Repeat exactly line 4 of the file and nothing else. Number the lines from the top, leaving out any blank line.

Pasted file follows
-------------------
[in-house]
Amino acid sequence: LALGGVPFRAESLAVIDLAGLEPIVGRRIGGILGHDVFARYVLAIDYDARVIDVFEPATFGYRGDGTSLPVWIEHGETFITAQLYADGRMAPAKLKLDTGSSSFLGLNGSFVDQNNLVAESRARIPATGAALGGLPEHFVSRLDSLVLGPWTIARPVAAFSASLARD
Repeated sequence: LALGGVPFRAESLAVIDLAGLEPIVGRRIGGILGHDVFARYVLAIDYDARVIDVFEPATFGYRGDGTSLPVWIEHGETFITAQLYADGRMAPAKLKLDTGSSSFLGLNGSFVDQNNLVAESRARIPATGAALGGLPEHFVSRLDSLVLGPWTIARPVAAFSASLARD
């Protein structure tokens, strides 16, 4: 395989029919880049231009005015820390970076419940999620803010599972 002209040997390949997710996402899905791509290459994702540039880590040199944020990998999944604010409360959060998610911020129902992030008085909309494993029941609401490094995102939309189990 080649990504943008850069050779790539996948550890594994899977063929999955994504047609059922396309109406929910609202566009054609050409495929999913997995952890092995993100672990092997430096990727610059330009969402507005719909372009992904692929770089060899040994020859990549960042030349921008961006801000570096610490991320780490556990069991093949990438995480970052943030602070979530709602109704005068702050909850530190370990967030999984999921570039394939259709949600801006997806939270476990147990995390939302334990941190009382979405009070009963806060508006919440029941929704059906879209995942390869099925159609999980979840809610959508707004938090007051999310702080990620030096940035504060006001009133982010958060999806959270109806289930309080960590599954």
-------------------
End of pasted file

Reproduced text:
């Protein structure tokens, strides 16, 4: 395989029919880049231009005015820390970076419940999620803010599972 002209040997390949997710996402899905791509290459994702540039880590040199944020990998999944604010409360959060998610911020129902992030008085909309494993029941609401490094995102939309189990 080649990504943008850069050779790539996948550890594994899977063929999955994504047609059922396309109406929910609202566009054609050409495929999913997995952890092995993100672990092997430096990727610059330009969402507005719909372009992904692929770089060899040994020859990549960042030349921008961006801000570096610490991320780490556990069991093949990438995480970052943030602070979530709602109704005068702050909850530190370990967030999984999921570039394939259709949600801006997806939270476990147990995390939302334990941190009382979405009070009963806060508006919440029941929704059906879209995942390869099925159609999980979840809610959508707004938090007051999310702080990620030096940035504060006001009133982010958060999806959270109806289930309080960590599954």